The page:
India's mutual fund sector, the assets under management of which exceeded Rs 10 lakh crore (Rs 10 trillion) last month, has high expectations from the new government at the Centre.
A Balasubramanian, chief executive of Birla Sun Life AMC, tells Business Standard the sector will see one of its best phases in the coming five years.
Balasubramanian says the sector's efforts to reach more investors have started yielding results, adding he wouldn't be surprised to see them diverting incremental investment towards equities.
Retail participation through equity schemes in capital markets has hit a low in the past few years. When can one expect a wave of retail investors in equities?
While there is a perception that retail participation is low, we have seen the entry of new investors into both equity and debt schemes of mutual funds.
They are being identified on the basis of the permanent account numbers of investors who don't have folios in mutual funds.
The sector's efforts to expand the market seem to be paying off.
With the improved sentiment towards our country and the mutual fund sector in general, I am extremely bullish on investor participation in capital markets in general, and mutual fund equity schemes in particular.
In September 2012, the Securities and Exchange Board of India announced several reforms. However, the objective of lifting the sentiment in the fund sector hasn't been fully met.
I assume every effort takes time to fructify into result.
As I mentioned earlier, the sector's efforts to build size through various investor education initiatives, including a district adoption programme, have gained momentum.
A series of investor-awareness initiatives are being conducted at the industry level and the individual mutual fund level.
In general, investor sentiment is directly correlated to the economic sentiment.
Now that there's a belief India is coming back in terms of growth, it is only a matter of time before investor participation increases.
This might also be triggered by the prolonged underperformance of assets that have only storage value, such as gold.
One should not be surprised if investors divert their incremental investment to assets such as equity, which allows participation in the country's economic growth.
What is the likely scenario for India's mutual fund sector?
The Indian mutual fund sector might just see one of the best periods of its life-cycle in the next five years.
Today, the sector has surpassed Rs 10 lakh crore (Rs 10 trillion) in AUM, with Rs 2.4 lakh crore (Rs 2.4 trillion) in equity.
With average returns of 22.25 per cent, equity mutual fund schemes have helped investors make decent returns, across equity schemes.
Through the last two years, the sector has kept pace with increasing awareness and connectivity across the country.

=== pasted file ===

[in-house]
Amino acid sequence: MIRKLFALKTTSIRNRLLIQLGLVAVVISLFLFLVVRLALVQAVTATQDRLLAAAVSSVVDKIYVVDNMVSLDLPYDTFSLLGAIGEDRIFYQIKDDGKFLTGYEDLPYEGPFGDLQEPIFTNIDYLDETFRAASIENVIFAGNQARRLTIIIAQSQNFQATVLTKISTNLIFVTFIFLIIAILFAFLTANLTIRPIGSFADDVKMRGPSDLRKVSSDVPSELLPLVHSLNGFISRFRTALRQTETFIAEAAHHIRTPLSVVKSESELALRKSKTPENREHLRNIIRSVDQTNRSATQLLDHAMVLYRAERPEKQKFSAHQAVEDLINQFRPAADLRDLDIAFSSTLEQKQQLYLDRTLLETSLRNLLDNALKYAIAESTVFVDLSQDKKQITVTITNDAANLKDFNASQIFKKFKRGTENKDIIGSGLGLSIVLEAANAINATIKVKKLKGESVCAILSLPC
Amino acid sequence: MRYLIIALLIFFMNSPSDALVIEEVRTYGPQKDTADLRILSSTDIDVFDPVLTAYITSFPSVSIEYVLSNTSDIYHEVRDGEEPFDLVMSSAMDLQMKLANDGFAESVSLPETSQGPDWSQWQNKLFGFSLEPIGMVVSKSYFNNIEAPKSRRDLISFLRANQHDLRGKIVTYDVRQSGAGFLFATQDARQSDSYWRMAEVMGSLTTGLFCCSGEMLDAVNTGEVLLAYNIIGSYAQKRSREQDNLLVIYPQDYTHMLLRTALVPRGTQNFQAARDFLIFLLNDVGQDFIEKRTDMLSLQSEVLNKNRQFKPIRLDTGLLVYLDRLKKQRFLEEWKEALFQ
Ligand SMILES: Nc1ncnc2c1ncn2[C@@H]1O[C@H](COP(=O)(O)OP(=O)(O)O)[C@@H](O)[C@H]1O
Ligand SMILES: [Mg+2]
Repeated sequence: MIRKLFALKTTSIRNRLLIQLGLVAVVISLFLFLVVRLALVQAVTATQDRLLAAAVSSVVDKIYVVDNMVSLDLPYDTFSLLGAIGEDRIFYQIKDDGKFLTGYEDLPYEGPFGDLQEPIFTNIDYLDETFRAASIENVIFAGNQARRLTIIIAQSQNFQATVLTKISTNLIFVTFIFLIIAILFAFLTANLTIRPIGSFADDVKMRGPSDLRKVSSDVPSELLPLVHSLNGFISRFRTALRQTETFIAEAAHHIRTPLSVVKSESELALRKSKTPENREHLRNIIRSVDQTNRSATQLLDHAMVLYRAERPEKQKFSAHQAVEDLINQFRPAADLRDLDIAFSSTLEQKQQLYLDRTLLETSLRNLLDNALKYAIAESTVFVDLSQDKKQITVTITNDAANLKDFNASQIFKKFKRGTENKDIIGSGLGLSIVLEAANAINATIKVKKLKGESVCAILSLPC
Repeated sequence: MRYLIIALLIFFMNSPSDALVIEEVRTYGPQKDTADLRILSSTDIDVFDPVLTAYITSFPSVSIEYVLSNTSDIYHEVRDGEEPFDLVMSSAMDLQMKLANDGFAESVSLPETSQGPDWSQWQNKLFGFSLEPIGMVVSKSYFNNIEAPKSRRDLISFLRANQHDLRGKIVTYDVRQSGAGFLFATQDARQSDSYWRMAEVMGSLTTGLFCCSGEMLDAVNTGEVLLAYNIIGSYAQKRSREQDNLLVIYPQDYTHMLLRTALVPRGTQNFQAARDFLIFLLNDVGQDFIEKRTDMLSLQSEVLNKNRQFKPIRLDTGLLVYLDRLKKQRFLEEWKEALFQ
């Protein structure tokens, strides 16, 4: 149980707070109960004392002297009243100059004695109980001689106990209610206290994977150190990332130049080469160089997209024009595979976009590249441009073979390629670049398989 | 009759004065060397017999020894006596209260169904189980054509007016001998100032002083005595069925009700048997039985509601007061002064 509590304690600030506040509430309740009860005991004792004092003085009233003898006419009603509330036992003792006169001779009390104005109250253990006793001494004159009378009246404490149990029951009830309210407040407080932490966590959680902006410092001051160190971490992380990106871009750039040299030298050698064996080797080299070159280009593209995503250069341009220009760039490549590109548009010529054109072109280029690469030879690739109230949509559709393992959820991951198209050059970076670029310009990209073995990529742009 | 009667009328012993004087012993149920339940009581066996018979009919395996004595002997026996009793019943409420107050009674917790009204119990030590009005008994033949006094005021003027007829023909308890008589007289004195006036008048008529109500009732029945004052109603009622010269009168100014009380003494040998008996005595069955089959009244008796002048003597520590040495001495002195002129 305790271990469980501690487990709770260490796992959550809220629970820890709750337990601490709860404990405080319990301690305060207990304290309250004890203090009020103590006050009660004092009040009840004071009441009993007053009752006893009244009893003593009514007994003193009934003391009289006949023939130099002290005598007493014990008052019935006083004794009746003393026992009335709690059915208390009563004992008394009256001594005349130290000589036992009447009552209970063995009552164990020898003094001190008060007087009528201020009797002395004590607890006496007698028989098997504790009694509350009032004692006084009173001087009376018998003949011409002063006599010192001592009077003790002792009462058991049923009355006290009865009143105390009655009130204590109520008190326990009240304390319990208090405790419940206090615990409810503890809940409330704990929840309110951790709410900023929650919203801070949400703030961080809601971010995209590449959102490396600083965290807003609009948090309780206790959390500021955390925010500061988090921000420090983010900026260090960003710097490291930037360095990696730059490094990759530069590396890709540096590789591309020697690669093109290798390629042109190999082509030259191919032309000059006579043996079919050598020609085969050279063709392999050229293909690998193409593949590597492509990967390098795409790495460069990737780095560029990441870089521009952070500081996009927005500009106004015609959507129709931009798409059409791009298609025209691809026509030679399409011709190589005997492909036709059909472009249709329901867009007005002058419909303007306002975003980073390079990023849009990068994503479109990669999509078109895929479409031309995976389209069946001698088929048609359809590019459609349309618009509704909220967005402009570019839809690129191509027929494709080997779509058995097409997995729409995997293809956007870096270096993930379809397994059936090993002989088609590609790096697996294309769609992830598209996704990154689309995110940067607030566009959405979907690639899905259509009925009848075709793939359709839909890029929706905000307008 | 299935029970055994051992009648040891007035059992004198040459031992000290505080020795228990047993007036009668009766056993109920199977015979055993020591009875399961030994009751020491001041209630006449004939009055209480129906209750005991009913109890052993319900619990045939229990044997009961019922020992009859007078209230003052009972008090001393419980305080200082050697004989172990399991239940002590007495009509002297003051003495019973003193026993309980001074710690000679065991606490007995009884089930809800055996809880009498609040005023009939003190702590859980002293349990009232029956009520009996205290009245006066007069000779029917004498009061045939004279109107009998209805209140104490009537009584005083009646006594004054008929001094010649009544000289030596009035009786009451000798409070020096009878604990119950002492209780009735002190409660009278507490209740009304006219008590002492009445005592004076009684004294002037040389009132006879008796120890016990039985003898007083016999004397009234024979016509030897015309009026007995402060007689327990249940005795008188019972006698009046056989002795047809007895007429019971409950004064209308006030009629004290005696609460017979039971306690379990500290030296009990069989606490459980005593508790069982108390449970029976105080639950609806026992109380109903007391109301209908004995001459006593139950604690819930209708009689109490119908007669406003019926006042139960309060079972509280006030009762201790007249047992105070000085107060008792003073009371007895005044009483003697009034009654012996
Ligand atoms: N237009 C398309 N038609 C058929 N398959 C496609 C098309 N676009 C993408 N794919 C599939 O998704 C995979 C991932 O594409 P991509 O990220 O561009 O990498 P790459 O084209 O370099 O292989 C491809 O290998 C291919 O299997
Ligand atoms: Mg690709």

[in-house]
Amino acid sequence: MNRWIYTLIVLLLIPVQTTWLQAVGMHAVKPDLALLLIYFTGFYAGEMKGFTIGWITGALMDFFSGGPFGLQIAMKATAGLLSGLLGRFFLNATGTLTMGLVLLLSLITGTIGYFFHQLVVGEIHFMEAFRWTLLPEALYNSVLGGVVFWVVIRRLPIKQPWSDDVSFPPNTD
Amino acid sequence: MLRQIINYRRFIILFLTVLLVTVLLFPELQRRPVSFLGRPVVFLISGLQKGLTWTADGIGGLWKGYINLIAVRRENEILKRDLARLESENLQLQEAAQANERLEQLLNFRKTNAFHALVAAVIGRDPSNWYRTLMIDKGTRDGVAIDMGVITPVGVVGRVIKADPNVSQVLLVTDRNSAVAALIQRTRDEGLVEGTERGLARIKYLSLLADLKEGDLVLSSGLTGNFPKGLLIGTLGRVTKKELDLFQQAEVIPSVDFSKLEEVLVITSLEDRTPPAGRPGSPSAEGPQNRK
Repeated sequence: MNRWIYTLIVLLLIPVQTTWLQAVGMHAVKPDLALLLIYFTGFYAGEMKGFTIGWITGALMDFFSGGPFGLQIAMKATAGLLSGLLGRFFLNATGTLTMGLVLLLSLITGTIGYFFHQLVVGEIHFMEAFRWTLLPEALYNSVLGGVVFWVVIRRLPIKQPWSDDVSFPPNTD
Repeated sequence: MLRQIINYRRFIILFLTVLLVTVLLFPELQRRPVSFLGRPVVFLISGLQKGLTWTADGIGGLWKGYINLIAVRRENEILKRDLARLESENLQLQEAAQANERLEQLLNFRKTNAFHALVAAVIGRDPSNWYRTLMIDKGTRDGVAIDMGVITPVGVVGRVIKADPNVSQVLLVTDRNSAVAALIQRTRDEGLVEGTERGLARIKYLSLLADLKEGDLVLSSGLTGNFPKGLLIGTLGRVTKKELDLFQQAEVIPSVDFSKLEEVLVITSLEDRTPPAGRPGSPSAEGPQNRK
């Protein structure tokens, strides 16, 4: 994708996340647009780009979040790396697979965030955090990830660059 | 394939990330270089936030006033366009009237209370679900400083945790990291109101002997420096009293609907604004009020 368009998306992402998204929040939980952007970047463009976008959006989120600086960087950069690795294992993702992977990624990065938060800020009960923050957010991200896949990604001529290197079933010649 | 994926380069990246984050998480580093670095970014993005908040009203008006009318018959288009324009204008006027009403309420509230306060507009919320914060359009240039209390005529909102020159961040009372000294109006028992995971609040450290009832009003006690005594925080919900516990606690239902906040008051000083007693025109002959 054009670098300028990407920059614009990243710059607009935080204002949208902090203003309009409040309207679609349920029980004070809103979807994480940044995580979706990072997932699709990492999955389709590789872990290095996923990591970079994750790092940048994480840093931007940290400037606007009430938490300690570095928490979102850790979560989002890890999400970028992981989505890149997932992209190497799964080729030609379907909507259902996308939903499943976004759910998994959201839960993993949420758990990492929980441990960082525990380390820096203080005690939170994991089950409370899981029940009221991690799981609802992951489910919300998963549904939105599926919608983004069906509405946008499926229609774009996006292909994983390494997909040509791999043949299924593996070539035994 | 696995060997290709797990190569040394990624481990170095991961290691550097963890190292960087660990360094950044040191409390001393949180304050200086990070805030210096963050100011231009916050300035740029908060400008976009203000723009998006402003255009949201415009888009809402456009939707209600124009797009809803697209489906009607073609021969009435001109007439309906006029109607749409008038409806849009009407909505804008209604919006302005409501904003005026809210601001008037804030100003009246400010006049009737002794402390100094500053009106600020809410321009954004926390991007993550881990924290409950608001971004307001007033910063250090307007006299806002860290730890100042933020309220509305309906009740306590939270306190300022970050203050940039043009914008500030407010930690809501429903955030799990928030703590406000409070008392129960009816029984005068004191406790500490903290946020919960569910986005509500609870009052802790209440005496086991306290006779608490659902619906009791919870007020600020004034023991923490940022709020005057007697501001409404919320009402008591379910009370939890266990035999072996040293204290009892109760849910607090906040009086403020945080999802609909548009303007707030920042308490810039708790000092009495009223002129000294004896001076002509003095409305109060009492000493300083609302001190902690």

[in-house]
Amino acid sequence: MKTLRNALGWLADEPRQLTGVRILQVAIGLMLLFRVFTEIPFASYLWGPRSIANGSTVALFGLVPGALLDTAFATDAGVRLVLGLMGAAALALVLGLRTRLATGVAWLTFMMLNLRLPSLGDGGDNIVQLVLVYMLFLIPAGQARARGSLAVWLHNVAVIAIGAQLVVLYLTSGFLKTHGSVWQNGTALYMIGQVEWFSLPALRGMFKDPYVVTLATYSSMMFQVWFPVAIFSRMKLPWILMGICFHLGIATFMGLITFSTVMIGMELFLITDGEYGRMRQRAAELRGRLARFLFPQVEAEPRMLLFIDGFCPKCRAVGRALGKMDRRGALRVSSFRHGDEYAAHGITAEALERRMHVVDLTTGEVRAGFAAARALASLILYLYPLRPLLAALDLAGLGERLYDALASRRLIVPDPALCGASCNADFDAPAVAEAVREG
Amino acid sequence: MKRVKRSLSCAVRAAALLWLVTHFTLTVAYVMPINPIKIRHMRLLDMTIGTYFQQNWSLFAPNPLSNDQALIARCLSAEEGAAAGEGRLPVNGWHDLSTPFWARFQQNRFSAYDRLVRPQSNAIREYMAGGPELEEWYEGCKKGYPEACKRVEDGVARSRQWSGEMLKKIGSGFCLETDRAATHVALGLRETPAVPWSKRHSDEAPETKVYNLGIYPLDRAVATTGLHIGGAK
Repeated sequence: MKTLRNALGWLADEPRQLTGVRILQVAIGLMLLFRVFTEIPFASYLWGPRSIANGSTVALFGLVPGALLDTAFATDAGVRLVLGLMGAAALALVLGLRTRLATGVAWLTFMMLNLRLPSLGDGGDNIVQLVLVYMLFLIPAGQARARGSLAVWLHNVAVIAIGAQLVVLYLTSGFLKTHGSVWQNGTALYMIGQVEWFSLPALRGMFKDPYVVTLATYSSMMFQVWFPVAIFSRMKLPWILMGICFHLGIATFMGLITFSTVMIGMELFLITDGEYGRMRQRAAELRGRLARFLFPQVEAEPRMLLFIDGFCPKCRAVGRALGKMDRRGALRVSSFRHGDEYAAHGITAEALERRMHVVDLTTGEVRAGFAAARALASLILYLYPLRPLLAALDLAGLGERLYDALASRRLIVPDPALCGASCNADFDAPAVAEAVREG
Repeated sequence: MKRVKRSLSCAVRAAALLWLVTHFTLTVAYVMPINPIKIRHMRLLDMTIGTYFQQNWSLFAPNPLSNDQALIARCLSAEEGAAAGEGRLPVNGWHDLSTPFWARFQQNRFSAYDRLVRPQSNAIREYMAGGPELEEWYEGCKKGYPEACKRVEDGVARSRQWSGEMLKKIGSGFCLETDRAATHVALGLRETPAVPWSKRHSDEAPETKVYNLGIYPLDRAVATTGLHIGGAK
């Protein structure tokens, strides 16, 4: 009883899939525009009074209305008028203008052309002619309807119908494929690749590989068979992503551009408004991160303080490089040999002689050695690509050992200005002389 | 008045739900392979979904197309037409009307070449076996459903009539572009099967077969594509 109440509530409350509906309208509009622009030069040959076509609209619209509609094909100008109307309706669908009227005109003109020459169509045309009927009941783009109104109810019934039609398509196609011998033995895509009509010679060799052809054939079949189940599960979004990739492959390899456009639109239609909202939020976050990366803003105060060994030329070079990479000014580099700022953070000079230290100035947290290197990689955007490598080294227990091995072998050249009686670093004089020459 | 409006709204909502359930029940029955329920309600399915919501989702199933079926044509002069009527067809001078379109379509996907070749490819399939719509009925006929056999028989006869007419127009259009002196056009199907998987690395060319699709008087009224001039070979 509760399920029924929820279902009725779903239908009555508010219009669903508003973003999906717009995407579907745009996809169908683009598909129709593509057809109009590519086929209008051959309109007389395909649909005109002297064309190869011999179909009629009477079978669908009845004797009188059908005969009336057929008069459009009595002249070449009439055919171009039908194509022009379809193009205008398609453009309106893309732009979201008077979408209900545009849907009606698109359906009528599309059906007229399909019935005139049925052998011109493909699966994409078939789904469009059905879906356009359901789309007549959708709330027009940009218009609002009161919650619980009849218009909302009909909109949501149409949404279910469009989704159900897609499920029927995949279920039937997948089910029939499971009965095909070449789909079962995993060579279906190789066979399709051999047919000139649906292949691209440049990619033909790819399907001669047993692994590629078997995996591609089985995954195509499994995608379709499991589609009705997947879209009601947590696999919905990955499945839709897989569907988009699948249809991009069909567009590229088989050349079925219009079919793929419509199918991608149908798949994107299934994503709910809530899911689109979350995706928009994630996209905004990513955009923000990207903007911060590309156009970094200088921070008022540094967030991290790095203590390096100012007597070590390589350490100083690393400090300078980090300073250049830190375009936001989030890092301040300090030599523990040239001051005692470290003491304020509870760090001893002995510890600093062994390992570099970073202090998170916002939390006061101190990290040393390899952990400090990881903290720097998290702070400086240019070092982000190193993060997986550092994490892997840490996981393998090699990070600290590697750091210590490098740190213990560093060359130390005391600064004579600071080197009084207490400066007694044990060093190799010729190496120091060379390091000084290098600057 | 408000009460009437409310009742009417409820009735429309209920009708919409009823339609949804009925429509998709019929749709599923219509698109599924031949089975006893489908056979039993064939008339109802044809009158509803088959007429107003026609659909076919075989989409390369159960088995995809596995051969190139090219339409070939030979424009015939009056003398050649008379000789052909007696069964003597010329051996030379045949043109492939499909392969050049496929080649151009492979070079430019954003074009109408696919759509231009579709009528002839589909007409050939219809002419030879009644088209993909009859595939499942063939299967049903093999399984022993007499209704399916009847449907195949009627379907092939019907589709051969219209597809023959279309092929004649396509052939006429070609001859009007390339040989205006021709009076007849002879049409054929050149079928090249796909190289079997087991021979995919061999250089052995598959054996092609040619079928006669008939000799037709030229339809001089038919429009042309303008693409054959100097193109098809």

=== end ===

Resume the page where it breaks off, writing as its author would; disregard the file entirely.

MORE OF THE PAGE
This has also been supported by suitable investor-friendly regulatory changes.
One such initiative was expanding the market beyond the top 15 cities.
Overall, we can expect the sector to do well in the years to come.
The Union Budget is expected within a few weeks. Do you expect anything positive for the mutual fund sector?
It is widely believed the Budget will set a trend in terms of a broader vision, with specific steps towards deepening the Indian capital market, especially the equity investment culture.
This is possible by giving the necessary importance to savings through mutual fund schemes.
There are expectations of an increase in the limit under Section 80 C to exclusively invest in equity.
Also, it is expected mutual funds might be allowed to launch pension funds, the equivalent of 401K in the US, to channel long-term savings into the capital market.
Mutual fund managers have established a transparent investment track record and have built a good distribution network, which could potentially make such provisions meaningful for the sector.
AUM growth from B-15 cities has been static for long. Is the sector failing to tap the huge potential outside India's top cities?
Investor pools exist in both T-15 and B-15 markets.
Through the past few years, the increase in wealth in B15 cities has been high due to a rise in land prices, an increase in agricultural incomes and more urbanisation of such cities.
Therefore, the mutual fund sector is focusing on building B-15 market participation.
Every mutual fund has a differentiated strategy for T-15 and B-15 to enhance the market size through various initiatives, including differential pricing for such markets.
We are seeing increased participation from the new set of financial advisors from B-15 markets.
Sebi's higher net worth norm of Rs 50 crore hasn't found favour with many fund houses. Amid this, do you see further consolidation in the fund sector?
Recently, Sebi stipulated a higher net worth for asset management companies, after multiple rounds of debate and discussion.
Discussions on an increase in capital or net worth were held after the 2008 global market crisis.
With only five per cent of the savings coming into the capital market, there is ample scope for players to increase the size of the mutual fund sector.
Therefore, consolidation will be as normal for us as with any other sector.
At the same time, we might even see new players coming into the market, given the size of the opportunity is fairly big.
Image: A Balasubramanian; Photograph, courtesy: Business Standard